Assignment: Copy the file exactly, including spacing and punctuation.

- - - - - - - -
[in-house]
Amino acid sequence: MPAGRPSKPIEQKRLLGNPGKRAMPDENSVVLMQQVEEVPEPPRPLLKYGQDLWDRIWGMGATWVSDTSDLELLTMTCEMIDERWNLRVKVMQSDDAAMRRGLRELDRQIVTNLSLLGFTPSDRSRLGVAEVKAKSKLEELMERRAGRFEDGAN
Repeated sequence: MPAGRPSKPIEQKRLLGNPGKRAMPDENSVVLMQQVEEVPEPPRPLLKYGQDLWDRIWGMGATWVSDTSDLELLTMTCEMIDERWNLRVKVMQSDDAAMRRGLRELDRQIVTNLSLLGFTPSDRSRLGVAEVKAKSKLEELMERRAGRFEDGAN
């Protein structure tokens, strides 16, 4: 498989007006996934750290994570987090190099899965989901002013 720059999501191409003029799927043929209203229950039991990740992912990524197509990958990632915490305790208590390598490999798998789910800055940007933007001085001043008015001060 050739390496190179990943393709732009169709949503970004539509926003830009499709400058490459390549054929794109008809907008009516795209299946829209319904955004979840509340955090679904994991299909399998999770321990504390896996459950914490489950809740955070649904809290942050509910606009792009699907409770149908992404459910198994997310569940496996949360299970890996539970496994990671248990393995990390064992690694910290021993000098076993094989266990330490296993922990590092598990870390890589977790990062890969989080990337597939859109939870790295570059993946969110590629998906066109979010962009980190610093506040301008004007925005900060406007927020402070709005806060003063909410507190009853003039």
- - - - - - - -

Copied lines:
[in-house]
Amino acid sequence: MPAGRPSKPIEQKRLLGNPGKRAMPDENSVVLMQQVEEVPEPPRPLLKYGQDLWDRIWGMGATWVSDTSDLELLTMTCEMIDERWNLRVKVMQSDDAAMRRGLRELDRQIVTNLSLLGFTPSDRSRLGVAEVKAKSKLEELMERRAGRFEDGAN
Repeated sequence: MPAGRPSKPIEQKRLLGNPGKRAMPDENSVVLMQQVEEVPEPPRPLLKYGQDLWDRIWGMGATWVSDTSDLELLTMTCEMIDERWNLRVKVMQSDDAAMRRGLRELDRQIVTNLSLLGFTPSDRSRLGVAEVKAKSKLEELMERRAGRFEDGAN
């Protein structure tokens, strides 16, 4: 498989007006996934750290994570987090190099899965989901002013 720059999501191409003029799927043929209203229950039991990740992912990524197509990958990632915490305790208590390598490999798998789910800055940007933007001085001043008015001060 050739390496190179990943393709732009169709949503970004539509926003830009499709400058490459390549054929794109008809907008009516795209299946829209319904955004979840509340955090679904994991299909399998999770321990504390896996459950914490489950809740955070649904809290942050509910606009792009699907409770149908992404459910198994997310569940496996949360299970890996539970496994990671248990393995990390064992690694910290021993000098076993094989266990330490296993922990590092598990870390890589977790990062890969989080990337597939859109939870790295570059993946969110590629998906066109979010962009980190610093506040301008004007925005900060406007927020402070709005806060003063909410507190009853003039």